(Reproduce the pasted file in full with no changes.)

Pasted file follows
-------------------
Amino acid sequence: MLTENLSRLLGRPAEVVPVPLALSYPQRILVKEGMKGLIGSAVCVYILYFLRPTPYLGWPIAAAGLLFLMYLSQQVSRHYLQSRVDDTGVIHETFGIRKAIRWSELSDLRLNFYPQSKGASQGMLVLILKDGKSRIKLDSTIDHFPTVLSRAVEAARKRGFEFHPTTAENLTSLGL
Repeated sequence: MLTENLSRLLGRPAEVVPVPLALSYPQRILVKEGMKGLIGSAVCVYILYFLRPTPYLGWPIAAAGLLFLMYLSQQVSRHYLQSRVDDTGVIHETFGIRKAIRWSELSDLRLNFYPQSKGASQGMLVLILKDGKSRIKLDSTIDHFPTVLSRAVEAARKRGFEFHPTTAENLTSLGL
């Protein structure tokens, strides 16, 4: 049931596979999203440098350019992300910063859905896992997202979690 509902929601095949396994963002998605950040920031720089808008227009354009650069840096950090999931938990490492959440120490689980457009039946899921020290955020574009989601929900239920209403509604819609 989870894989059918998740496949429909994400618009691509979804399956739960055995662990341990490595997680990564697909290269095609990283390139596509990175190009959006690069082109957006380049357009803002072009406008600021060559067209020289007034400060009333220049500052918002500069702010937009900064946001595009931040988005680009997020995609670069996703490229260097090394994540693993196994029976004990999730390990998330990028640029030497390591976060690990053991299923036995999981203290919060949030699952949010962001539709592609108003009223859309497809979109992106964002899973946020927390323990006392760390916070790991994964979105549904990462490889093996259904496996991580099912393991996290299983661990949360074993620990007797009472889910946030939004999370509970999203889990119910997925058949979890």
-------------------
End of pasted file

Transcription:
Amino acid sequence: MLTENLSRLLGRPAEVVPVPLALSYPQRILVKEGMKGLIGSAVCVYILYFLRPTPYLGWPIAAAGLLFLMYLSQQVSRHYLQSRVDDTGVIHETFGIRKAIRWSELSDLRLNFYPQSKGASQGMLVLILKDGKSRIKLDSTIDHFPTVLSRAVEAARKRGFEFHPTTAENLTSLGL
Repeated sequence: MLTENLSRLLGRPAEVVPVPLALSYPQRILVKEGMKGLIGSAVCVYILYFLRPTPYLGWPIAAAGLLFLMYLSQQVSRHYLQSRVDDTGVIHETFGIRKAIRWSELSDLRLNFYPQSKGASQGMLVLILKDGKSRIKLDSTIDHFPTVLSRAVEAARKRGFEFHPTTAENLTSLGL
């Protein structure tokens, strides 16, 4: 049931596979999203440098350019992300910063859905896992997202979690 509902929601095949396994963002998605950040920031720089808008227009354009650069840096950090999931938990490492959440120490689980457009039946899921020290955020574009989601929900239920209403509604819609 989870894989059918998740496949429909994400618009691509979804399956739960055995662990341990490595997680990564697909290269095609990283390139596509990175190009959006690069082109957006380049357009803002072009406008600021060559067209020289007034400060009333220049500052918002500069702010937009900064946001595009931040988005680009997020995609670069996703490229260097090394994540693993196994029976004990999730390990998330990028640029030497390591976060690990053991299923036995999981203290919060949030699952949010962001539709592609108003009223859309497809979109992106964002899973946020927390323990006392760390916070790991994964979105549904990462490889093996259904496996991580099912393991996290299983661990949360074993620990007797009472889910946030939004999370509970999203889990119910997925058949979890």